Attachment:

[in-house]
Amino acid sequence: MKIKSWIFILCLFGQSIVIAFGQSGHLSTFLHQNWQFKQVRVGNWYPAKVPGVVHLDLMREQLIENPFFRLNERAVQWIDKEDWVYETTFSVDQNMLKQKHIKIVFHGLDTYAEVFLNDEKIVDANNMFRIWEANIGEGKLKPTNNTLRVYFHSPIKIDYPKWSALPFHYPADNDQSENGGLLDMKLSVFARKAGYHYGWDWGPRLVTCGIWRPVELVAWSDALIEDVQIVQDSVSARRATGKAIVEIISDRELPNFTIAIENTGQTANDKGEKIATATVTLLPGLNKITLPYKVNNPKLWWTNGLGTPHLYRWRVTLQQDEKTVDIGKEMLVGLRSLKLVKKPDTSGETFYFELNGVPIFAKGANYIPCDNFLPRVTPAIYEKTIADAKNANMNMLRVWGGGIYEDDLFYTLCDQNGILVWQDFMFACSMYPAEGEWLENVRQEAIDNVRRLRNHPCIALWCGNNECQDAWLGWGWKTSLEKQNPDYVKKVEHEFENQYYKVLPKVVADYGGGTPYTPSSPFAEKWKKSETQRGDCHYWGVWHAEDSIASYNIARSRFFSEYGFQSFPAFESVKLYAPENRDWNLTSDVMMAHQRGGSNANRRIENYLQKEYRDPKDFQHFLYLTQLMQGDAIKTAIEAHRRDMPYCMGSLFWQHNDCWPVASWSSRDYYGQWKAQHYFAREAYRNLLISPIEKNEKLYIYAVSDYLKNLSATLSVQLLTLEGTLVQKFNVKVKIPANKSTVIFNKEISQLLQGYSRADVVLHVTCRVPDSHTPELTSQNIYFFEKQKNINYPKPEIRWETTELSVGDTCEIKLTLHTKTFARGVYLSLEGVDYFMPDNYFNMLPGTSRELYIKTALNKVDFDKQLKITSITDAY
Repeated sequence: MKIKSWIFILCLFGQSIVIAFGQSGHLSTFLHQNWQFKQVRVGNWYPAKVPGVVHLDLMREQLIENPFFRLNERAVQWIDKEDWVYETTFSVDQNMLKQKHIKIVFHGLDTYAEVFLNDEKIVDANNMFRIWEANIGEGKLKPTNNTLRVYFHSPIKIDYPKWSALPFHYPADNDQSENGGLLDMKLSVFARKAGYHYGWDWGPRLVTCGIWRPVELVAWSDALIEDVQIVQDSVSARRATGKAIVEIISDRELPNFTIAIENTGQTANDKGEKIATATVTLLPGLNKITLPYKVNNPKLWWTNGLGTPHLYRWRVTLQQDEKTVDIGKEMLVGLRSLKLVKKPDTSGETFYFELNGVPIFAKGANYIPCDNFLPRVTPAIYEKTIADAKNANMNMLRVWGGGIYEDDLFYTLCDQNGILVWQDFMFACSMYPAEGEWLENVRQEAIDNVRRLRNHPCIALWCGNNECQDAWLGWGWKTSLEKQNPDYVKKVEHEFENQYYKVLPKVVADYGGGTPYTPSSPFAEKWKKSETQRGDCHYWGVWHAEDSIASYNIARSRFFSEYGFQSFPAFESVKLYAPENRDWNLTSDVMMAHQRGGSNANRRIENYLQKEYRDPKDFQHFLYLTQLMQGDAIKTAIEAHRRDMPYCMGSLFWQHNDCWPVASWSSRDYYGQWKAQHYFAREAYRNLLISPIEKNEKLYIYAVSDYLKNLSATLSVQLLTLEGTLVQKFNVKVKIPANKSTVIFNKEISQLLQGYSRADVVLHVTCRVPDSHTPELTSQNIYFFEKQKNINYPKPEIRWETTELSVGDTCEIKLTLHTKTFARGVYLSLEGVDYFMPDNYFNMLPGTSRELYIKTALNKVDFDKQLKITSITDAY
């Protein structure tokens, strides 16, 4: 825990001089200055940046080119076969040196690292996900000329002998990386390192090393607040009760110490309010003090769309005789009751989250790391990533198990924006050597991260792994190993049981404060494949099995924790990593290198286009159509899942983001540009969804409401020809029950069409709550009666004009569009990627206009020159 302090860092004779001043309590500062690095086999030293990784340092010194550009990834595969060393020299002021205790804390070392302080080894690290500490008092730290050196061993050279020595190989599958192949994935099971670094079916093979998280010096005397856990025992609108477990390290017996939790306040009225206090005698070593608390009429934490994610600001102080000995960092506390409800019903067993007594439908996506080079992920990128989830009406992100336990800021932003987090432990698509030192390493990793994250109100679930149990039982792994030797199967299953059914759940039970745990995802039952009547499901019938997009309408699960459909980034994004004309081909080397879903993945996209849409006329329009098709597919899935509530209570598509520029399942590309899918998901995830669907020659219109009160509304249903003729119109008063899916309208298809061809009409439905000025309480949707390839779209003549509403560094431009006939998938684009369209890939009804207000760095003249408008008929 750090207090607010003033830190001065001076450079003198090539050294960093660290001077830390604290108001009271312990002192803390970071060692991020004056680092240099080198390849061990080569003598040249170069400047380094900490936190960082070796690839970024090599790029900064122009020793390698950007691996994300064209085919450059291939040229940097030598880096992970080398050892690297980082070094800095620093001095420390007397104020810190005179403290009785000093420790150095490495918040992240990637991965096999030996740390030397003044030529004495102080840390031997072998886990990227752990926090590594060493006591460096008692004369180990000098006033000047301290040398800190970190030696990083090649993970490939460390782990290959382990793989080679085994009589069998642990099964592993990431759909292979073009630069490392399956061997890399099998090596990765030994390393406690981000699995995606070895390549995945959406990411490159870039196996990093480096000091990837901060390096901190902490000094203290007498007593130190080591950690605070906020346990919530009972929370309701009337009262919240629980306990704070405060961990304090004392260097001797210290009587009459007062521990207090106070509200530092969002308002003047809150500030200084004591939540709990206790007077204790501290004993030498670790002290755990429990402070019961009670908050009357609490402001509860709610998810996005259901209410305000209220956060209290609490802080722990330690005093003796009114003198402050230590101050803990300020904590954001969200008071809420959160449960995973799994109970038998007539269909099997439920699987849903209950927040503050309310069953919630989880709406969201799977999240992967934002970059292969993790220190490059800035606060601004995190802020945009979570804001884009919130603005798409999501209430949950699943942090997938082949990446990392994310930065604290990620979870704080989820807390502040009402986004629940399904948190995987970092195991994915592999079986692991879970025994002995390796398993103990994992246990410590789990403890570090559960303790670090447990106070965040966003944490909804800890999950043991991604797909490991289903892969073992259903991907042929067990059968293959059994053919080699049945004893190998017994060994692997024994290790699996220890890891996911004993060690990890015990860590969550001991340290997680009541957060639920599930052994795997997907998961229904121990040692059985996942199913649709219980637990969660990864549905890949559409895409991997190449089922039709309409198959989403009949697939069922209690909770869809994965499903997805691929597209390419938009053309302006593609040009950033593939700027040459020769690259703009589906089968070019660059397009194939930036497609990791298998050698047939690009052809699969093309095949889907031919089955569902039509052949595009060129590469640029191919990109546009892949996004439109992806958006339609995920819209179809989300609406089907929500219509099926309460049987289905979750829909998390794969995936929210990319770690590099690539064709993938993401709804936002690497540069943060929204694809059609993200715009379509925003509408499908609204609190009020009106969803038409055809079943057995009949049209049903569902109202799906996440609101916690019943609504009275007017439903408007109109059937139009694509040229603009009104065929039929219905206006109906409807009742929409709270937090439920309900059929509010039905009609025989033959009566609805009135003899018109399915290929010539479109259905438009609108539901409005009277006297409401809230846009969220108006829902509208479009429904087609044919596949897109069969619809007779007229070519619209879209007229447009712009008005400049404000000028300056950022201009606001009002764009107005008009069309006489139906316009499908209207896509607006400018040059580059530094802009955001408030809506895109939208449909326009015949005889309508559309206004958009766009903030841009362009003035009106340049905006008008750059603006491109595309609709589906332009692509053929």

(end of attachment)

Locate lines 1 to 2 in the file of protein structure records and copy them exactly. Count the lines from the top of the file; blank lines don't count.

[in-house]
Amino acid sequence: MKIKSWIFILCLFGQSIVIAFGQSGHLSTFLHQNWQFKQVRVGNWYPAKVPGVVHLDLMREQLIENPFFRLNERAVQWIDKEDWVYETTFSVDQNMLKQKHIKIVFHGLDTYAEVFLNDEKIVDANNMFRIWEANIGEGKLKPTNNTLRVYFHSPIKIDYPKWSALPFHYPADNDQSENGGLLDMKLSVFARKAGYHYGWDWGPRLVTCGIWRPVELVAWSDALIEDVQIVQDSVSARRATGKAIVEIISDRELPNFTIAIENTGQTANDKGEKIATATVTLLPGLNKITLPYKVNNPKLWWTNGLGTPHLYRWRVTLQQDEKTVDIGKEMLVGLRSLKLVKKPDTSGETFYFELNGVPIFAKGANYIPCDNFLPRVTPAIYEKTIADAKNANMNMLRVWGGGIYEDDLFYTLCDQNGILVWQDFMFACSMYPAEGEWLENVRQEAIDNVRRLRNHPCIALWCGNNECQDAWLGWGWKTSLEKQNPDYVKKVEHEFENQYYKVLPKVVADYGGGTPYTPSSPFAEKWKKSETQRGDCHYWGVWHAEDSIASYNIARSRFFSEYGFQSFPAFESVKLYAPENRDWNLTSDVMMAHQRGGSNANRRIENYLQKEYRDPKDFQHFLYLTQLMQGDAIKTAIEAHRRDMPYCMGSLFWQHNDCWPVASWSSRDYYGQWKAQHYFAREAYRNLLISPIEKNEKLYIYAVSDYLKNLSATLSVQLLTLEGTLVQKFNVKVKIPANKSTVIFNKEISQLLQGYSRADVVLHVTCRVPDSHTPELTSQNIYFFEKQKNINYPKPEIRWETTELSVGDTCEIKLTLHTKTFARGVYLSLEGVDYFMPDNYFNMLPGTSRELYIKTALNKVDFDKQLKITSITDAY